While music managers work behind the scenes and may not get the publicity of pop or rock stars, they still play a fundamentally important role in keeping a band together and keeping things on track. Being a music manager can be a really exciting career, but is a hard profession to break into.
Let’s take a look at some of the most famous music managers for some of history’s greatest bands to see how it’s done.
Murry Wilson was a teenager when the Great Depression started. He and his siblings often entertained themselves by singing. Wilson loved these family sing-a-longs and became determined to break into a career as a songwriter. When he married and had three sons, Wilson spent a great deal of time playing the piano and singing with his children. In the 1950s, he started working with Guild Music and Palace Records.
Murry’s sons were soon singing with other teenagers and Murry would arrange the music for them. His sons wrote a song called Surfin’ and Murry said he would help them get it recorded. With his connections, Murry got released the track on the Candix label and that was the first song for the Beach Boys. Wilson acted as their manager until they signed with Capital Records.
Allen Klein had a gift for numbers and graduated from Upsala College in East Orange, New Jersey, with an accounting degree in 1956. He clearly made a good choice of schools (and friends) in college since Klein got his start when Don Kirshner, a friend he’d made at Upsala, invited him to begin a career in the music business in which he was already well connected. He soon established a solid reputation for being an excellent manager and finding unpaid royalties for musicians.
In 1965, Klein was hired by Andrew Loog Oldham, the manager of the Rolling Stones. He also worked with the Beatles in 1969, encouraging them to not break up until he finished negotiating with E.M.I. The negotiations over royalties were favorable, although the Beatles did break up soon after (but not because of Allen, of course). In 1971, was sued by The Rolling Stones for over $20M for allegedly failing to represent their “best interests.”
Sharon Osbourne was born into the business, as she was the daughter of successful music promoter Don Arden.
Sharon began working for her father as a receptionist when she was a teenager (which beats flipping burgers by a long shot) and later worked in promotions. In 1976, her father became Black Sabbath’s manager.
When the lead singer, Ozzy Osbourne, was kicked out because of drug abuse, Sharon became his personal manager. She fell in love with him and even though their relationship was often rocky, they were a good team and eventually created a family and later a franchise surrounding their popular reality show, The Osbournes. Musically, Sharon helped Ozzy’s successful solo career along with the Smashing Pumpkins and Lita Ford. She also managed the extremely popular Ozzfest, a heavy metal touring festival.
Barry Klarberg received his BBA and MS in Taxation from Pace University. After serving several years as an Adjunct Professor of Taxation at Pace, he became the National Director of Sports and Entertainment at Deloitte. He started KRT Business Management, which he eventually sold, then worked for two years as Senior Managing Director at Guggenheim Partners.
Barry then went on to a business that many would consider a touch more exciting than tax law when he founded Monarch Business & Wealth Management. Monarch represents entertainers, professional athletes and wealthy families. Klarberg is now considered by many to be “the go-to guy for celebrities, athletes, entertainers, and multimillionaires when looking for a reliable accountant to manage their money.” Among the well-known people that he represents are Justin Timberlake, Jose Bautista and entrepreneur Russell Simmons.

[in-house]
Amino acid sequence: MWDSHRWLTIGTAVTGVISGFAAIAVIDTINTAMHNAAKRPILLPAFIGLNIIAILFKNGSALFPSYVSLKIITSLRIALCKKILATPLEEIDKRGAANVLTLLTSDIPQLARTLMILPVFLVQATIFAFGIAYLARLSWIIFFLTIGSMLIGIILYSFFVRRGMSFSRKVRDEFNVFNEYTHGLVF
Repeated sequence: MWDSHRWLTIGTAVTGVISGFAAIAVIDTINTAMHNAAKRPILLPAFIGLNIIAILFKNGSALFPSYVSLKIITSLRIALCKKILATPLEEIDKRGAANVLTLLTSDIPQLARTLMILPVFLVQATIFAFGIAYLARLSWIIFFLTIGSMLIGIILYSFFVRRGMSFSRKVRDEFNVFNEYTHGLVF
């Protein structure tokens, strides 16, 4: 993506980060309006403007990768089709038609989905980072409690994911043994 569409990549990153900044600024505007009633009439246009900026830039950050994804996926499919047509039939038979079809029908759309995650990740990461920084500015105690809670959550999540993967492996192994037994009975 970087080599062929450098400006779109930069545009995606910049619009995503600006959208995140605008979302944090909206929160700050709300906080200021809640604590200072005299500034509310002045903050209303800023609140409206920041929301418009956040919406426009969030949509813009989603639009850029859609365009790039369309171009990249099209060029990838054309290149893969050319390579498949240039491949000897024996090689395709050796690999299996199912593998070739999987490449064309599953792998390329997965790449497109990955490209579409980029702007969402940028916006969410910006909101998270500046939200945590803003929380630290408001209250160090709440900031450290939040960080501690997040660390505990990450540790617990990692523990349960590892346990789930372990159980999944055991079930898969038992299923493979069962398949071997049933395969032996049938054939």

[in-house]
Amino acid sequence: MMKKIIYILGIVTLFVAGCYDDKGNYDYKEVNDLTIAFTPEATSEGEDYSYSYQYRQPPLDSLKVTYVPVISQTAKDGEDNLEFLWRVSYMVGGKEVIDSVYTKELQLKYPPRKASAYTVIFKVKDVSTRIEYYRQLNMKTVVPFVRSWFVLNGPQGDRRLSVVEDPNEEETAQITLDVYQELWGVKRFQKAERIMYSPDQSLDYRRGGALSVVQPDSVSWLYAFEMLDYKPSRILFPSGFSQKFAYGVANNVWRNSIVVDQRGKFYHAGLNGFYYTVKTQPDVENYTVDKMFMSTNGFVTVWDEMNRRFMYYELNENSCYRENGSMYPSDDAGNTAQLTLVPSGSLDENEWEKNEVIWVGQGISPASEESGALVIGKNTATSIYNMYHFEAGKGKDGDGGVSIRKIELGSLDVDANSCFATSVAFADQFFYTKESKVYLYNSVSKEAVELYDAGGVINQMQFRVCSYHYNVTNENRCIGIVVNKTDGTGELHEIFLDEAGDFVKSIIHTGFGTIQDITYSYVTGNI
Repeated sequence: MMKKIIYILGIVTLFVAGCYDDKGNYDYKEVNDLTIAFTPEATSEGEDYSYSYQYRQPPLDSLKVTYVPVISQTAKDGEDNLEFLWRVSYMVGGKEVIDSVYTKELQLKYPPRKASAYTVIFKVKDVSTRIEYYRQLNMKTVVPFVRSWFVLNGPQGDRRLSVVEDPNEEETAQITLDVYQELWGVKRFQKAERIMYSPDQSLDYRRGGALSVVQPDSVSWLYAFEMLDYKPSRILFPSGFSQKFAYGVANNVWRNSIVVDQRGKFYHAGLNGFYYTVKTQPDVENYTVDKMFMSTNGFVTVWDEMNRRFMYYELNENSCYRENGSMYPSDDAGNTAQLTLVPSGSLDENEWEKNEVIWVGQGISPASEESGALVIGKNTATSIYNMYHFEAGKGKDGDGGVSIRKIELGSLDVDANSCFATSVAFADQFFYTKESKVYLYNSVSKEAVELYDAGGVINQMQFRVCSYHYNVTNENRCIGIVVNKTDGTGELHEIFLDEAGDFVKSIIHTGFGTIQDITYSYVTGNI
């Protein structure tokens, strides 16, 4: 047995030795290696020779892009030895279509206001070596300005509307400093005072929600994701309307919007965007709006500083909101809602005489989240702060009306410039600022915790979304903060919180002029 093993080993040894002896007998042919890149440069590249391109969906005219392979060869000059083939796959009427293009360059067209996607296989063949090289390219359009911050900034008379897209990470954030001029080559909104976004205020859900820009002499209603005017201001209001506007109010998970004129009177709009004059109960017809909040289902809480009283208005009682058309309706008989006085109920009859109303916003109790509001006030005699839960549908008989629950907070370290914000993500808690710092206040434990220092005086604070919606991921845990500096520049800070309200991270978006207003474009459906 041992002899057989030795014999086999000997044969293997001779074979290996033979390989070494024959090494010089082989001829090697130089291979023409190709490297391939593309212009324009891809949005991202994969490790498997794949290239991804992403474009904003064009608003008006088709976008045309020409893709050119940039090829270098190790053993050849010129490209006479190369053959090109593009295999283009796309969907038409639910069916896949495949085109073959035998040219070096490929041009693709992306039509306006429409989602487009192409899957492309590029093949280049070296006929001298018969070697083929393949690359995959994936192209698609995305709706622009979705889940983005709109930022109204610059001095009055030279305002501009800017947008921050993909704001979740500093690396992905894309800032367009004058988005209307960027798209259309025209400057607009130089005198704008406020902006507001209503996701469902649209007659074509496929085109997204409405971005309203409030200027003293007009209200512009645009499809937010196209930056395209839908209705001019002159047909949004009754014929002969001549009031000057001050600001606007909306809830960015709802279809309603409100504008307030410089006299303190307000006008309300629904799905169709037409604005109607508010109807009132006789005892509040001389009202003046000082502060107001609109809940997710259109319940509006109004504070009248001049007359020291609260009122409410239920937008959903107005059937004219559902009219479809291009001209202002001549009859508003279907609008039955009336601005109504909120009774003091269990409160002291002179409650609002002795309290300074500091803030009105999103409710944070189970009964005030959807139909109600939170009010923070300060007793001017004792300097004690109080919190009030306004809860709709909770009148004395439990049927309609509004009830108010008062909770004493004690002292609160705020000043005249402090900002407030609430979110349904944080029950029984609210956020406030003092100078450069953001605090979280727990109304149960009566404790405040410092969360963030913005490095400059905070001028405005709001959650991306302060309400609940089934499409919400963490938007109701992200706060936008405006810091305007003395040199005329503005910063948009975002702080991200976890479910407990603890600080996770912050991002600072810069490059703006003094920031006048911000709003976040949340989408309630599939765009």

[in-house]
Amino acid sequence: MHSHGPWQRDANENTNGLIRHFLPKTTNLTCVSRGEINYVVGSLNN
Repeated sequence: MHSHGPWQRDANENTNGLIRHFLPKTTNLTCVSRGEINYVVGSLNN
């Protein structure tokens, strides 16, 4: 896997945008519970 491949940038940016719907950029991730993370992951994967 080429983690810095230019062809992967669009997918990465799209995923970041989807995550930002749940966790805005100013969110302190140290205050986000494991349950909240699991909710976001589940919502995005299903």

Colonel Tom Parker
Colonel Tom Parker was born in the Netherlands and in 1927, at the age of 20, moved to America. He broke into the music business as a promoter in 1938 with Gene Austin. After Austin’s career faded, Parker worked as a fundraiser for an animal shelter. That job took him to Tennessee to book stars for charity events and he later became a manager for Eddy Arnold and Hank Snow.
Parker and Snow had a working relationship when Parker was hired as a special advisor to Elvis Presley. Snow wasn’t part of the deal, so Snow broke up the partnership. Parker became Elvis’s manager when his former manager’s contract expired. At that point, Elvis became the Colonel’s sole client (if you are only going to have one client, you better make it a good one).
Jon Landau grew up in Boston and received a degree in History from Brandeis University with honors. While at Brandeis, he wrote music reviews for the music magazine “CrawDaddy!” and “Rolling Stone”.
After graduation, he worked his way up to music editor at Rolling Stone. Landau also produced records for stars such as Shania Twain and Jackson Browne. He became Bruce Springsteen’s record producer with “Born to Run” and later became his manager. Regarding Bruce Springsteen, Landau wrote after seeing him perform for the first time in 1974: “I saw rock and roll future, and its name is Bruce Springsteen.” Clearly, it was his eye for music that helped Landau get his prestigious job (though his work at Rolling Stone may have helped).
Kit Lambert is another renowned professional that was born into music. Kit was the son of Constant Lambert, a British composer and conductor. He attended Trinity College, Oxford, and then served in the army. Upon returning to Britain, he collaborated with friend Chris Stamp to produce a film that starred an unknown rock group. They chose the High Numbers, also known as The Who.
The film was never finished and Lambert and Stamp became co-managers for The Who. This may be due to how impressed they were when they heard The Who perform. Stamp had some glowing words of praise after he heard The Who, saying: “I was knocked out, but the excitement I felt wasn’t coming from the group…It was coming from the people blocking my way.” Lambert and Stamp also worked with Jimi Hendrix, John Lennon and the infamous Yoko Ono.